Russell A. Rourke
|Russell A. Rourke|
|15th Secretary of the Air Force|
December 1, 1985 – April 7, 1986
|Preceded by||Verne Orr|
|Succeeded by||Edward C. Aldridge Jr.|
|Born||December 30, 1931
New York City, USA
|Died||January 19, 2003 (aged 71)
Annapolis, Maryland, USA
Russell A. Rourke (December 30, 1931 – January 19, 2003) was a lawyer and public official. He served in key staff positions on Capital Hill and in senior executive positions within the Federal Government. President Ronald Reagan appointed him to serve as the fifteenth Secretary of the Air Force.
Education and early career
Born in New York City, Rourke attended the University of Maryland, receiving a bachelor of arts degree in 1953. After graduation, he enlisted in the United States Marine Corps. He served in Korea, completing his active duty service as a first lieutenant. However, Rourke remained in the Marine Corps Reserve, eventually commanding the Marine Air Control Squadron 24 at Quantico, Virginia. He retired in 1985 as a colonel after 32 years of service. His Marine decorations include the Legion of Merit.
After being released from active duty in the Marine Corps, Rourke attended law school at Georgetown University Law Center earning a bachelor of laws degree in 1959. He then worked briefly in the Washington, D.C. law firm of Keogh, Carey and Costello as an associate attorney before beginning his public service career in 1960.
Rourke began his civilian government service as administrative assistant to Republican Congressman John R. Pillion of New York. In 1965, he became administrative assistant to Congressman Henry P. Smith III another New York Republican. When Congressman Smith retired in 1974, Rourke ran as a Republican-Conservative candidate for Congress in 36th district of New York. Although the district had been held by Republicans for the previous 62 years, Rourke had not lived in the district for many years and the Watergate scandal was an issue that worked against Republican candidates in the election. As a result, he was defeated by a three-to-two margin.
Following his unsuccessful run for Congress, Rourke became deputy to presidential counselor John O. Marsh. In 1976, he became a special assistant to President Gerald R. Ford. His responsibilities included legislative liaison between the White House and Congress. After President Ford lost his bid for re-election in 1977, Rourke serve on the White House Transition Team. At the close of the Ford Administration, Rourke accepted a position as administrative assistant to Republican Congressman Harold S. Sawyer of Michigan.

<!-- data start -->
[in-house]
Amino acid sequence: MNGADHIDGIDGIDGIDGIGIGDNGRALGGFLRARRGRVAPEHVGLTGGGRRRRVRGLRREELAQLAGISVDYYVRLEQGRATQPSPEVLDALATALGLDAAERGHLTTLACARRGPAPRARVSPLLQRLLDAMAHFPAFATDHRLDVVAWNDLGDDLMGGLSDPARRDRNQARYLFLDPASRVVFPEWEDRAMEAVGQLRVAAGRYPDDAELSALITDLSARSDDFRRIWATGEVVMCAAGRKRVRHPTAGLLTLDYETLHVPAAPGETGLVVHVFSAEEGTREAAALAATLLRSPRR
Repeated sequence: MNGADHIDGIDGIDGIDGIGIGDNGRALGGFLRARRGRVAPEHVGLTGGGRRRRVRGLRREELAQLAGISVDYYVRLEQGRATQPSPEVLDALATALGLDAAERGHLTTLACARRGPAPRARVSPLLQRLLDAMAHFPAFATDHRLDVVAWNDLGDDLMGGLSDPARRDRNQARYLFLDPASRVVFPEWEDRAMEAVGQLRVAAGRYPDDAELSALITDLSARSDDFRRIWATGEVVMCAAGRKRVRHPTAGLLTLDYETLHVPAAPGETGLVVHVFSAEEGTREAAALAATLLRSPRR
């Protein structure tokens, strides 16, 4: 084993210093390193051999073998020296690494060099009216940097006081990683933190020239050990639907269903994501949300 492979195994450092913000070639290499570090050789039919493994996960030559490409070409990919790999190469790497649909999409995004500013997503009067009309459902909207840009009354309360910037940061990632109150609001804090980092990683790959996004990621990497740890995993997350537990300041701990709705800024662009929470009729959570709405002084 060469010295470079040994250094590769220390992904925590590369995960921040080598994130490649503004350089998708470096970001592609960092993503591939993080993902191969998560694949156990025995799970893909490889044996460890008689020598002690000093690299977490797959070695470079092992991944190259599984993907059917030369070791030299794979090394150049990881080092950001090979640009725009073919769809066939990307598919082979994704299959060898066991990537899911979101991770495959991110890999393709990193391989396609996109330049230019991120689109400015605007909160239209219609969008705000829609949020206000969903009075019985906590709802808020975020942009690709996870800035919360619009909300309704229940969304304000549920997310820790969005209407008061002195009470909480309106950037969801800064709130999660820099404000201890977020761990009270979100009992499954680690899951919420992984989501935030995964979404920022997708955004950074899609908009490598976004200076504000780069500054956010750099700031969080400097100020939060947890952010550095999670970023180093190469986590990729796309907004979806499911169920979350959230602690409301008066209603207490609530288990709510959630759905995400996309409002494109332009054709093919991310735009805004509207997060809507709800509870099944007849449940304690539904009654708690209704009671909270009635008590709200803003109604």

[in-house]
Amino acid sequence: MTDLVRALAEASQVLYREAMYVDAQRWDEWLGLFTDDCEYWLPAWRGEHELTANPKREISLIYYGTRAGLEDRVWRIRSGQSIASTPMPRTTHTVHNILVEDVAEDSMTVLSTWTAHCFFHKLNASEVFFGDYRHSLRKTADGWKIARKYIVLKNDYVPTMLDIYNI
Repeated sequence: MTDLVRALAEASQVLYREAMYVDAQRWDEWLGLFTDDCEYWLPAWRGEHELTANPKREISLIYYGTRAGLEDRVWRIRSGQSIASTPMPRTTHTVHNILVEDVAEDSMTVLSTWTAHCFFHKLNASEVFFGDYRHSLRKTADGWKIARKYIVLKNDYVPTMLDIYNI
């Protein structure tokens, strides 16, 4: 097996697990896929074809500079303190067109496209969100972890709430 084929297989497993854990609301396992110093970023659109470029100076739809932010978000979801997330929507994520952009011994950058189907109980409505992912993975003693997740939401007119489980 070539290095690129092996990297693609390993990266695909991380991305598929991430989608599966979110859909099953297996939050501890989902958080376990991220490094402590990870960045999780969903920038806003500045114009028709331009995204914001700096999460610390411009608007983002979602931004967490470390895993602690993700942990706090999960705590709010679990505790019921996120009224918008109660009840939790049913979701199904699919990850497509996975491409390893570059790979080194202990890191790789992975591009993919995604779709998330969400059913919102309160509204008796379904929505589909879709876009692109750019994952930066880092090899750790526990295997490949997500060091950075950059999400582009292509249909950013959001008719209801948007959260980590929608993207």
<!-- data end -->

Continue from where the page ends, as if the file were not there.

In May 1981, President Reagan nominated Rourke as assistant secretary for legislative affairs in the Department of Defense. In that capacity, Rourke was the principal adviser to Secretary of Defense Caspar W. Weinberger on congressional matters and was responsible for overseeing congressional liaison activities in the Department and military Services. Upon his departure in 1985, he was awarded the Department of Defense Distinguished Civilian Service Medal by Secretary Weinberger.
On September 27, 1985, President Reagan nominated Rourke to replace Verne Orr who was retiring after five years as Secretary of the Air Force. After confirmation by the United States Senate, he was sworn in as the fifteenth Secretary of the Air Force on December 1, 1985. He served only four month in that position before resigning on April 7, 1986 for personal reasons.
- United States Air Force senior executive biography, "Russell A. Rourke" at the Wayback Machine (archived February 8, 2004), Air Force Link, Air Force History Support Office, Washington, D.C., February 10, 2008.
- Gizzi, John, "Russell Rourke, R.I.P.", Human Events, February 3, 2003.
- Ronald Reagan Presidential Library, "Nomination of Russell A. Rourke to be an Assistant Secretary of Defense", White House, Washington, D.C., March 14, 1981.
- Ronald Reagan Presidential Library, "Nomination of Russell A. Rourke to be Secretary of the Air Force", White House, Washington, D.C., September 27, 1985.
- "Secretary of Air Force Planning to Quit Soon", The New York Times, New York, N.Y., April 8, 1986.